Face problems in reading the menu at a restaurant or labels in a grocery store. Due to this, they tend to refrain from new stores/restaurants.
Most immigrants lack proficient English skills, limiting their admittance to colleges and particular jobs, in-spite of professional skills
Multiple interviewees brought up the lack of learning tools available that are focused on adult illiteracy, which was also confirmed during our research.
We found that many users use the calculator application even for basic mathematics
User has a basic knowledge of using a smartphone and usually owns one. They use google search and voice assistant when with an unfamiliar task.
Based on the critical findings gathered from literacy review, competitive analysis, and user research, we conducted brainstorming and evaluated design ideas.
As our design solution, we are introduced 'Litebox', a mobile app that provides both immediate help with daily tasks and also long-term assistance with learning. The app includes two main sections: daily assistant and learning assistant.
The Logo of LiteBox
To help with daily tasks which might be difficult for our target user, Litebox provides a helper camera which has two modes.
The information mode of the helper camera is designed to help to recognize and saving information.
The text scanning function is designed to be an instant text helper. It allows the user to scan a line of text
Apart from daily assistance, Litebox also offers support in long-term learning. The learning assistant focuses on three aspects:
Vocabulary exercises with pictures
Litebox provides vocabulary exercises with pictures. Each group of exercises contains ten words and for each word the user has ten seconds to choose the best picture that represents the word. The words that appear in the exercises are based on user’s level indicated, and advance as the user progresses
Litebox provides a list of audio textbooks for different levels of literacy. The user can listen and read the book at the same time. A dictionary function is integrated into the audiobook.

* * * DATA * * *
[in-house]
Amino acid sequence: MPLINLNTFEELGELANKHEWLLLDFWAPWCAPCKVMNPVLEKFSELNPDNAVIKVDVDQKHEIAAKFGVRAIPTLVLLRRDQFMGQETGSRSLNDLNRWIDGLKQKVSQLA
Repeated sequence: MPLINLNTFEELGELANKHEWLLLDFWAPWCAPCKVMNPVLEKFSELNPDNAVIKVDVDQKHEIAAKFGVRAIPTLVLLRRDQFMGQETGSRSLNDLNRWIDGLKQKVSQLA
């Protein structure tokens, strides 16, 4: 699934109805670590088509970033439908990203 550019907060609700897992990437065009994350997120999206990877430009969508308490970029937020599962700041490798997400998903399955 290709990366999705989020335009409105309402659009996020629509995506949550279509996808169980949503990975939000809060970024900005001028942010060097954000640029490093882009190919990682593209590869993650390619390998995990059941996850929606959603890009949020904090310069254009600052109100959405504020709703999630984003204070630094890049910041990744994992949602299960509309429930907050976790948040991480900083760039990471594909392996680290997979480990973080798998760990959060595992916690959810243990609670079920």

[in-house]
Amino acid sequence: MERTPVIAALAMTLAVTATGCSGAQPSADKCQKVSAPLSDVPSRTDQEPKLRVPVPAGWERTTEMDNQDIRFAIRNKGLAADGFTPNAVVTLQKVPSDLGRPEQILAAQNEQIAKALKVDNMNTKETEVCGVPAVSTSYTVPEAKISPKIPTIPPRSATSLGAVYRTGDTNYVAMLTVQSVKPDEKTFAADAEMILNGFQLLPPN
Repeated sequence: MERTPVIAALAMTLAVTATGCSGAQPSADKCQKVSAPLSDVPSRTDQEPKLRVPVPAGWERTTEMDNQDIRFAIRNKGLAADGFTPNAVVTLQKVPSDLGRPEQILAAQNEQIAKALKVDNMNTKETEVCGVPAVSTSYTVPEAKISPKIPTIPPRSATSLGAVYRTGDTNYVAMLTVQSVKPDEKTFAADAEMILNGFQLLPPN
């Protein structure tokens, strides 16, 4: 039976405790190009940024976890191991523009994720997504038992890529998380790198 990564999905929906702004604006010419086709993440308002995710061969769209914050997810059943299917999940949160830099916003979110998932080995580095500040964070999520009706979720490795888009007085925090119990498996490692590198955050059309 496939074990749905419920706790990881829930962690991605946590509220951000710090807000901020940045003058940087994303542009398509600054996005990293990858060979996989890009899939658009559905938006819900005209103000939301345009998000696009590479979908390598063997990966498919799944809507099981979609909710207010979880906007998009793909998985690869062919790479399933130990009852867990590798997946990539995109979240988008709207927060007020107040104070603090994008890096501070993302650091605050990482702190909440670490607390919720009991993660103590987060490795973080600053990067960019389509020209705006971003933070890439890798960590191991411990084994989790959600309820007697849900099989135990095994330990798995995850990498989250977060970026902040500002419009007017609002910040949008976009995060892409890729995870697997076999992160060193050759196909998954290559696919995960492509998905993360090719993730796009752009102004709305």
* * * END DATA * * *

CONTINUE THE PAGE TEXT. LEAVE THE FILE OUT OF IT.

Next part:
A visual calculator is a tool for the user to understand addition and subtraction. It uses a familiar scenario: calculating money, where icons of common US currency. The user can drag and drop the icons on the addition or subtraction line, which will be shown as bars of different lengths, and the result will be automatically shown on the result line.
Also, visual aids can be used on tapping the icons if the user faces difficulty
Why did we design a mobile app instead of other forms of interactive products? This decision is made based on our user research. As most people in our target community own a smartphone and know the basic usage of it, they can just download the app on their phone, which doesn’t create an extra burden for them. Throughout the design of Litebox, we followed the following principles:
Taking the specificity of our target user, we aim to remove all the barriers for them to use our app and enable them to use it with minimum learning cost. For example, the app uses simple words and regular interaction.
Strengthen long-term memory
The app provides support for long-term memory, for example, the scanned information is saved as cards, which can be reviewed
Litebox tries to provide context to facilitate learning. For example, the visual calculator uses the context of money calculation, which is a familiar scenario for the user.
We developed a video for the competition which provides an overview of the project.
We believe that our solution, Litebox, will help the adult illiterates to perform the daily activities efficiently than before. Understanding and learning by themselves without any other help can boost the user’s confidence and make them use the application more frequently. We intend to shape a solution that can be accessed whenever required and we believe that the availability of Litebox will make the users learn the unknown and develop a curiosity to learn more. In conclusion, we believe that the application can both help and empower people with literacy problems.